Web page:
Ethical individuals or ethical institutions?

This week a friend asked me what are the questions we should be asking about the financial crisis and what should be done about it.

In recent months I have perceived (perhaps wrongly, since I haven’t attempted a careful survey) a leaning in the UK debate, including among discussions within the Church of England, towards talking about the need to breed more ethical bankers or banking culture, and less about the need for more fundamental, structural or architectural reform. It’s not that there isn’t a range of ideas in the mix. More a question of the balance of emphasis.

So to my friend I suggested the following question:

Can the problems with our financial system be resolved by training financial professionals to be more ethical? Or do the problems run deeper?

The answer hinges on how what we understand the moral/ethical problems to be.

I propose to distinguish four levels of morality/ethics:

  • the individual’s behaviour in carrying out his/her role within a financial institution
  • the corporate culture, both formal (e.g. codes of practice) and informal (the ethos and behavioural patterns encouraged or accepted by those in authority) in carrying out the given activities of the financial institution
  • the institutional structures with the distribution of power, participation and accountability (or lack thereof) that they engender
  • the nature and effects of activities carried out / goals pursued by that the financial institution. Is the direct intention of the activity laudable (e.g. mis-selling of Payment Protection Insurance in the UK)? What about all the knock-on effects through the economic system, especially on the vulnerable (e.g. facilitating poor corporate governance that may result in exploitation of workers in poorer countries, or the corruption of governments in resource-rich countries; or land-banking; or the de-stabilisation of foreign economies by the low-commitment foreign finance such as portfolio investment rather than foreign direct investment)? Are these effects ignored whether willfully or through neglect?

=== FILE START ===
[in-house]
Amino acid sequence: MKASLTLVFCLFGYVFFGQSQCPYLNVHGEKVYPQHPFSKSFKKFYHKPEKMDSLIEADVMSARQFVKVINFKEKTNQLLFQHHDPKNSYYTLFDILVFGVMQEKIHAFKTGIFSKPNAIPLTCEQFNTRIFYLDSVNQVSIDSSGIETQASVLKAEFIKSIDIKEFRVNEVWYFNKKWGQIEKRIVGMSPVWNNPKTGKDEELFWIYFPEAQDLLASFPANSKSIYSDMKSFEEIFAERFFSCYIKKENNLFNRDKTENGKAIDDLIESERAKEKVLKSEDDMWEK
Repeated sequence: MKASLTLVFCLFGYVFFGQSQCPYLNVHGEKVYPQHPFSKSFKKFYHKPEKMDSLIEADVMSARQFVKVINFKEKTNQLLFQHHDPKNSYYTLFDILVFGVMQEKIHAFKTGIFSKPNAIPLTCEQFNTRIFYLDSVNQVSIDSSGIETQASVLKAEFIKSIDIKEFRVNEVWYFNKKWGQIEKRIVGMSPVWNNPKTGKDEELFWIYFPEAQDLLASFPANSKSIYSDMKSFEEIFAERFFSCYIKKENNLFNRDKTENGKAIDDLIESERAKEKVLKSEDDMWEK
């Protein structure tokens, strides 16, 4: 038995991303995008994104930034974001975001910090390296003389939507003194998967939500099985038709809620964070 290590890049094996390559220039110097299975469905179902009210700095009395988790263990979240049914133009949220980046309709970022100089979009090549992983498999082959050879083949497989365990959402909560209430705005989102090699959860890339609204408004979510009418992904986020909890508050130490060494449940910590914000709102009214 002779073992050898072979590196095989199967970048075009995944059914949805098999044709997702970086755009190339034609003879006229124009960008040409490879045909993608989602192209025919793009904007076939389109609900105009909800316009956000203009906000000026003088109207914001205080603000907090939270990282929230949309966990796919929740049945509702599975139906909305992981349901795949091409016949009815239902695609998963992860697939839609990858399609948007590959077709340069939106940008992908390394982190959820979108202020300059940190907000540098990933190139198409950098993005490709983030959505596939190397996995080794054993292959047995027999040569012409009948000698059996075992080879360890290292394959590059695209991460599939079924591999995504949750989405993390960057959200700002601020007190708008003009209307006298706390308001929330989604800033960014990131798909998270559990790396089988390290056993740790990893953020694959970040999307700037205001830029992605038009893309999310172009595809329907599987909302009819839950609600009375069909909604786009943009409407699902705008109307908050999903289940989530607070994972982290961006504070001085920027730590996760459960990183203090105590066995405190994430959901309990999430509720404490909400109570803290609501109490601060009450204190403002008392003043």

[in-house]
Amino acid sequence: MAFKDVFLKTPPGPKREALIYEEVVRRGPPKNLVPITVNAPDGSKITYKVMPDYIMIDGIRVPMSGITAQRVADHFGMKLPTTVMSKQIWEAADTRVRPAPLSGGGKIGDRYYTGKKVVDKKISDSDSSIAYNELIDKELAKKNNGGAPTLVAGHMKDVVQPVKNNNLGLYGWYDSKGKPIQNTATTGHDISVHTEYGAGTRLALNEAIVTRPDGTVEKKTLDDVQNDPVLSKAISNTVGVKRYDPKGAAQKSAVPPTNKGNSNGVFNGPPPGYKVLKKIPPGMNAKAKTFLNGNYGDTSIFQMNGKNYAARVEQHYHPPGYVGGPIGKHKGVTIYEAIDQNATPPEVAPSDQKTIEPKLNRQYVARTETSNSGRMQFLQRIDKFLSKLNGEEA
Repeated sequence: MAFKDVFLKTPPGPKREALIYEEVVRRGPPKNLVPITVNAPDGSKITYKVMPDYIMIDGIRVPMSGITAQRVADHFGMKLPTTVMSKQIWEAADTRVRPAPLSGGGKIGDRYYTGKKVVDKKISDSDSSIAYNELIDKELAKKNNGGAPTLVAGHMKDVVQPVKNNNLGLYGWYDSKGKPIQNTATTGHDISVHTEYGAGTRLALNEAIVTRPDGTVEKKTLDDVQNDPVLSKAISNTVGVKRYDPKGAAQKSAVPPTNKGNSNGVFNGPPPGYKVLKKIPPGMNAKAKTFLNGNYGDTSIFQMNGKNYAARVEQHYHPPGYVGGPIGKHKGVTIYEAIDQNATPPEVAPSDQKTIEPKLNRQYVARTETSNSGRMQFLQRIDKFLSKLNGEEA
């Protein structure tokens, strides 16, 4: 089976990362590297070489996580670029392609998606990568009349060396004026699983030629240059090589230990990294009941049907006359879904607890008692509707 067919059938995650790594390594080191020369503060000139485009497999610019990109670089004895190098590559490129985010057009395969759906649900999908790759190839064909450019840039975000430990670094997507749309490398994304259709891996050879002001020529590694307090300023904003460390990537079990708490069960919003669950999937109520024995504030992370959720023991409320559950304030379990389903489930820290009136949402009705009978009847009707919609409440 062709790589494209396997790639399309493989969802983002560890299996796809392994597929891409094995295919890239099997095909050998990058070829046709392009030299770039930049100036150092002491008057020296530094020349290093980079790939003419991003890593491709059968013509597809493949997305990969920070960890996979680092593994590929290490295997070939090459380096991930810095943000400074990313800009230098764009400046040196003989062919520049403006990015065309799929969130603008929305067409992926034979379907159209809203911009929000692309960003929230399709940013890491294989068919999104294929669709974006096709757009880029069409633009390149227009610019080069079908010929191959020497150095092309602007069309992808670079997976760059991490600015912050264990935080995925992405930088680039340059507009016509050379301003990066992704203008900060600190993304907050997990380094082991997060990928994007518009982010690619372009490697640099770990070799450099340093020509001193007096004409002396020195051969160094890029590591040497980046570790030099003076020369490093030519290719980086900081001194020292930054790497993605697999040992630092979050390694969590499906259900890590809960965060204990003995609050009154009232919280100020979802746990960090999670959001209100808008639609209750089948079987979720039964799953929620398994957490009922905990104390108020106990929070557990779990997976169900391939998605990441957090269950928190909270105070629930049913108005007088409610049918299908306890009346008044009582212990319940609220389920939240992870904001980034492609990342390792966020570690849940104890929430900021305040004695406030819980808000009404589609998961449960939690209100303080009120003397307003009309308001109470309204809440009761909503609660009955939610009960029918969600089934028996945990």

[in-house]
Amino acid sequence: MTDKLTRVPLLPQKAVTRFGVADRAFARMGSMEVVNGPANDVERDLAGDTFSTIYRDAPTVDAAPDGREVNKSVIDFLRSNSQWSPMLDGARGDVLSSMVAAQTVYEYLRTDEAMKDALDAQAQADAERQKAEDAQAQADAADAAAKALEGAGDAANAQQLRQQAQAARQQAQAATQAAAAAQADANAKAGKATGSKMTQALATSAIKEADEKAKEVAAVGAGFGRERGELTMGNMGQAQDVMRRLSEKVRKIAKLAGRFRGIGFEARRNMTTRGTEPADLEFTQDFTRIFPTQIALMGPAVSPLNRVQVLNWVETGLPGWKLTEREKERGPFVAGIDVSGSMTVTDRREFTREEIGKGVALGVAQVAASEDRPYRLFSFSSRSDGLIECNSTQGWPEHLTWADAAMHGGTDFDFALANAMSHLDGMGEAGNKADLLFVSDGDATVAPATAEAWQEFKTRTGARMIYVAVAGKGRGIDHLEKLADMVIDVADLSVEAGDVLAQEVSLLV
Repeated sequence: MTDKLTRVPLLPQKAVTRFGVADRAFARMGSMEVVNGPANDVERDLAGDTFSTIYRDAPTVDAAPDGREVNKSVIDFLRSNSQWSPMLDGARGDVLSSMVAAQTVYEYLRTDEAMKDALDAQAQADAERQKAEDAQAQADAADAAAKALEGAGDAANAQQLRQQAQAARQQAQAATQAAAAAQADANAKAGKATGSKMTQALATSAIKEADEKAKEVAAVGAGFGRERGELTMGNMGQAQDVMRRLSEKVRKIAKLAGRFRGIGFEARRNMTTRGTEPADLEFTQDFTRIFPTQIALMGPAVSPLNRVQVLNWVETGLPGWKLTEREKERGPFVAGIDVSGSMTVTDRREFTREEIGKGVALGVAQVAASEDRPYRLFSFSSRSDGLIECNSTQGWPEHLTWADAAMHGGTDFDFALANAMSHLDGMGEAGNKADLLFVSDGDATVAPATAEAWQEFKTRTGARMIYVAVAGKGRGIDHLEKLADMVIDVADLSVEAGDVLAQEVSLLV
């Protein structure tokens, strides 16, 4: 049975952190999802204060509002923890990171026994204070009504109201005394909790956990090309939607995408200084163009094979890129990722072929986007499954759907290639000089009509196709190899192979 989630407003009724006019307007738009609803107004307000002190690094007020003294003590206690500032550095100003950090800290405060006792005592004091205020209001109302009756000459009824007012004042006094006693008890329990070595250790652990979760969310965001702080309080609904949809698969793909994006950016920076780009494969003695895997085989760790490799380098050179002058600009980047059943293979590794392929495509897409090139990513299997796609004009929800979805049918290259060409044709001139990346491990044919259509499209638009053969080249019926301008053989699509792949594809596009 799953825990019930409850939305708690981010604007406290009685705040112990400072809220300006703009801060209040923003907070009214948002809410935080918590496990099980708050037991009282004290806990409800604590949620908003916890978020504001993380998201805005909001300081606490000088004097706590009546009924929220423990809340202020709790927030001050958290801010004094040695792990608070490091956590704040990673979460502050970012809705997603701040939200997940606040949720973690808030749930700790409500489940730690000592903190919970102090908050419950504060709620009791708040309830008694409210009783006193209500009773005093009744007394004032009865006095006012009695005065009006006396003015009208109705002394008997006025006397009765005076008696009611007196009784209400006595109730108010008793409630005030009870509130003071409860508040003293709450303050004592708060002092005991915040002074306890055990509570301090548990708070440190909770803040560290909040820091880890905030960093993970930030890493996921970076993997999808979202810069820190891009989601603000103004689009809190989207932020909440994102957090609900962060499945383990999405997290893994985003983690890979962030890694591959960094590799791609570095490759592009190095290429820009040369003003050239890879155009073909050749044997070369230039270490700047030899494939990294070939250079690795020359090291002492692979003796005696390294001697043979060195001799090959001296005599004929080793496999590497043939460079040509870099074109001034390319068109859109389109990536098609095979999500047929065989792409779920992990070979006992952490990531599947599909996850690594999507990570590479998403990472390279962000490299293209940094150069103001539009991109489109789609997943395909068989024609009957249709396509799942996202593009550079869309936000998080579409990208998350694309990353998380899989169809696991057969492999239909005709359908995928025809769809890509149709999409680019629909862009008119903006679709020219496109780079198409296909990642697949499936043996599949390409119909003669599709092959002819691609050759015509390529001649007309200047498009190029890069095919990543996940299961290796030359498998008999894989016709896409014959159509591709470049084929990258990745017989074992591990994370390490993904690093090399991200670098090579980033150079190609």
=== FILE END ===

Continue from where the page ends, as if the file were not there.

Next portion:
At all four levels, we need to ask what is good, what is bad, what needs changing, how should it be different? It won’t suffice to (attempt to) instill better ethics in individuals who must work in a toxic culture; nor to seek a more ethical culture in institutional structures which reward a toxic culture; nor to reform any of the above while continuing — without adapting or mitigating — activities that in their very nature or effects may be, in part, fundamentally unethical.

We need a more multi-leveled view of the ethics and morality. And given the current state of the debate, my sense is that the needed corrective is to be talking more about the institutional structures and about the nature and effects of the activities of financial firms.

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